Home Farming Articles Categories Electricity Farming Rural Architecture Climatic Changes

Grains and Forage Crops

A Summer Hay Crop
Alfalfa And Alkali
Alfalfa And Bermuda
Alfalfa And Overflow
Alfalfa And Soil Depth
Alfalfa Hay And Soil Fertility
Alfalfa On Adobe
Alfalfa Sowing With Gypsum
Alfilaria And Winter Pasturage
Barley And Alfalfa
Barley On Moist Land
Beets And Potatoes
Beets For Stock
Bermuda Grass
Bermuda Objectionable

More from Grains and Forage Crops

One Thousand Questions In California Agriculture Answereds

- If Your Land Needs It At All
1/2 Pounds Gain In Weight Per Day
10 Cents A Hundred For Crushing And The Hauling
18 To 20 Inches Above The Ground
3/4 To 1 Pound Of Rolled Barley Or Corn For Each 100 Pounds Live Weight
4 Ounces Olive Oil She Will Recover After Parturition
50 Per Cent Was White While The Balance Was Yellow And Went To The Top
5:30 P M Being Fed At 7 A M?
A Dry Mash
A Free Martin
A Mangy Cow
A Neck-swelling
A Point On Mating
A Sterile Cow

East? The Annual Rainfall Is From 12 To 15 Inches

The perennial grasses which they rely upon for pasturage in the East and
which will maintain themselves from year to year, will not live at all
on the dry lands of California, nor has investigation of the last
twenty-five or thirty years found anything better for these California
uplands than the winter growth of plants which are native to them. Such
lands should be better treated, first by not being overstocked; second,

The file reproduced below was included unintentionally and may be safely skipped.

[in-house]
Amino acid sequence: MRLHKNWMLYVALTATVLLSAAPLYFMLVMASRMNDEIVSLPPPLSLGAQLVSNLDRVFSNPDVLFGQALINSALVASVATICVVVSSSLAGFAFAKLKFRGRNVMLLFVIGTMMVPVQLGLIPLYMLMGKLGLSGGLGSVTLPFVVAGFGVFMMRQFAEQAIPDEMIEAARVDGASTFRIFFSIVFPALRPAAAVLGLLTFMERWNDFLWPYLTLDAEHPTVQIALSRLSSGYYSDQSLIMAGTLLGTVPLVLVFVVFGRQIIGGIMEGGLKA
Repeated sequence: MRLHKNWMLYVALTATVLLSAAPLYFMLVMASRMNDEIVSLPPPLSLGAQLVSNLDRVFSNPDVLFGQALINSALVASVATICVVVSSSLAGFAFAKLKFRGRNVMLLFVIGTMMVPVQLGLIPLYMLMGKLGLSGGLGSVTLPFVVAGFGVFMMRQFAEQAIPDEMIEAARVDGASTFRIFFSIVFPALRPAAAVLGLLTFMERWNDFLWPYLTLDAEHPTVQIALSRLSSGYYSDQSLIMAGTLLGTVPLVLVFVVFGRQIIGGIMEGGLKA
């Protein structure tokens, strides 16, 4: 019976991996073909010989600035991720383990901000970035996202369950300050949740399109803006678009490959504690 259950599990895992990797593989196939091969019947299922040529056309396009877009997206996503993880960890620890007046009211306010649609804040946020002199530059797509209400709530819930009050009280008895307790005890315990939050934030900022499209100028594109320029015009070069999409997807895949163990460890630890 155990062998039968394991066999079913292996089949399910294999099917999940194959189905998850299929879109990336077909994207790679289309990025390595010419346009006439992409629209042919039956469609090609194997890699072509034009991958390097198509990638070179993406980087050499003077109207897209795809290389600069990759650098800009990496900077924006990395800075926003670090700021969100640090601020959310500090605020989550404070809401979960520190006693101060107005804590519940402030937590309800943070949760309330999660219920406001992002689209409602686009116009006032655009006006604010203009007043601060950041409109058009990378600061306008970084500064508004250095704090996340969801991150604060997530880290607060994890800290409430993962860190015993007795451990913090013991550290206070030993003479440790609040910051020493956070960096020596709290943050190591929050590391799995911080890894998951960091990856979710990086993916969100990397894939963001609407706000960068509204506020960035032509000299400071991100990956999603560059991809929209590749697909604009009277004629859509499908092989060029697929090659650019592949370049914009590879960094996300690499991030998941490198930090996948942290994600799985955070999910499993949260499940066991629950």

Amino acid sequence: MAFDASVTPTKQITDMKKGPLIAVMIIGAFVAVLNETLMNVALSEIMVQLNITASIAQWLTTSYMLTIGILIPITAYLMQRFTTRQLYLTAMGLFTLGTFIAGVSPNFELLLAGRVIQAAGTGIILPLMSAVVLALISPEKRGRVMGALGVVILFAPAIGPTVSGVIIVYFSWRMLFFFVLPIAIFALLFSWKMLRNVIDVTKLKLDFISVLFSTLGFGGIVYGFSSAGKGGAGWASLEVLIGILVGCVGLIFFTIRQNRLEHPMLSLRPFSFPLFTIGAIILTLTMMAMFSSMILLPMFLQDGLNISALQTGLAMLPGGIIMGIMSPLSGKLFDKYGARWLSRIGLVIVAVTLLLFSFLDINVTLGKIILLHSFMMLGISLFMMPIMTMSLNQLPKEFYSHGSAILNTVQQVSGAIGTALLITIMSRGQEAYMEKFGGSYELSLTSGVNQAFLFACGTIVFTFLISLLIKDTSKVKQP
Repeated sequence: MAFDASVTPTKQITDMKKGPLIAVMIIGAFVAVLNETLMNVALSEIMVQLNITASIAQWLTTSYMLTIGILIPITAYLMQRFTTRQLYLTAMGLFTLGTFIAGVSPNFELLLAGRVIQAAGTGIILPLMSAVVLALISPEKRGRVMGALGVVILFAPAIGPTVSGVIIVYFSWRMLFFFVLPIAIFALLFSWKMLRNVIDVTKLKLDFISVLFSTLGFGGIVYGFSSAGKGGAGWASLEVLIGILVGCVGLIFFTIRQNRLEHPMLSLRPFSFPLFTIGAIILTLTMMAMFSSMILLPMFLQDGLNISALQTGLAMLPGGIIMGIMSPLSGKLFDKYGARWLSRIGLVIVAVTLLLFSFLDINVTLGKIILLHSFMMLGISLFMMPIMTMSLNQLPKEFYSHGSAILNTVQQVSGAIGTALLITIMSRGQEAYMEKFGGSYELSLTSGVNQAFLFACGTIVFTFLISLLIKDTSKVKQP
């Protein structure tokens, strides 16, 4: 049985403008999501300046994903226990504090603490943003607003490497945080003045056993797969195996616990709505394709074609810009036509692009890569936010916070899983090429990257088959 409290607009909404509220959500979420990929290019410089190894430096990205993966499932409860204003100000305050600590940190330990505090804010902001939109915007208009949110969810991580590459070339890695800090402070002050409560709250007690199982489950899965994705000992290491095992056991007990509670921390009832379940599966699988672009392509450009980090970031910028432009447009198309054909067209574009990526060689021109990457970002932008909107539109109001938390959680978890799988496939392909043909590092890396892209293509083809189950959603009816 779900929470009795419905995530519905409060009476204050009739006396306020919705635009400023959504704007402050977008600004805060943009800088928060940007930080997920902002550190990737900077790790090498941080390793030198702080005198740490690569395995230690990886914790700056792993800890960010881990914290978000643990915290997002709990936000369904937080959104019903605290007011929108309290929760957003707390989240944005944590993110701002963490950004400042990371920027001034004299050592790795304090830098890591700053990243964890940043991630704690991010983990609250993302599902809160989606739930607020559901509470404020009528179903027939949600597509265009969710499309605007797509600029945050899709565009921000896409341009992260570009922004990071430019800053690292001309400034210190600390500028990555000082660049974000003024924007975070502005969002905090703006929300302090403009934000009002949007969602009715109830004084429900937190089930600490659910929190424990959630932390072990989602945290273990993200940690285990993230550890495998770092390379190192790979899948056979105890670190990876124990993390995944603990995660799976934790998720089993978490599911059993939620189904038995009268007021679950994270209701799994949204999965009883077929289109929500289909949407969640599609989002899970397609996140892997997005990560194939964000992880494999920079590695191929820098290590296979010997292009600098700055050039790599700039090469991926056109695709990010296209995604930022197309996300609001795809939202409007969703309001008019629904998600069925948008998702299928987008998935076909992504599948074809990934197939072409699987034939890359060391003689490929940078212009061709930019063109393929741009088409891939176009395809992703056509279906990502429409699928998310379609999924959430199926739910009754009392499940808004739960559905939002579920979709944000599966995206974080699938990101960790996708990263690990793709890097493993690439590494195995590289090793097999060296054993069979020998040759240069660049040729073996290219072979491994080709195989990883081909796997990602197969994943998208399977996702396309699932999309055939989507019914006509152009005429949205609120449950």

by taking off cattle at the time the native plant needs to make seed,
because, as they are not perennial, they are dependent upon each year's
seed. After the plants have seeded, the land can be pastured for dry
feed without losing the seed.

Of course, if one has land capable of irrigation he can grow forage
plants, even the grasses which grow in moist climates, like the rye
grasses, the brome grasses and the oat grasses, etc., which will do well
if given a little moisture, but it will be a loss of money to break up
the dryer lands with the idea of establishing perennial grasses upon
them without irrigation. California pastures are naturally good. In
early days they were wonderful, but they are restricted to growth during
the rainy season, or for a little time after that, and are therefore
suited for winter and spring pasturage, while the summer feeding of
stock, aside from dry feed, should be provided from other lands where
water can be used. The improvement of these wild pastures consists in a
more intelligent policy for their production and preservation rather
than an effort to improve them by the introduction of new plants.
Pastures may, however, be often improved by clearing off the brush and
harrowing in seed of burr clover, alfilaria, etc., at the beginning of
the rainy season.

Next: Alfilaria And Winter Pasturage

Previous: California Winter Pastures

Add to Informational Site Network

Viewed 892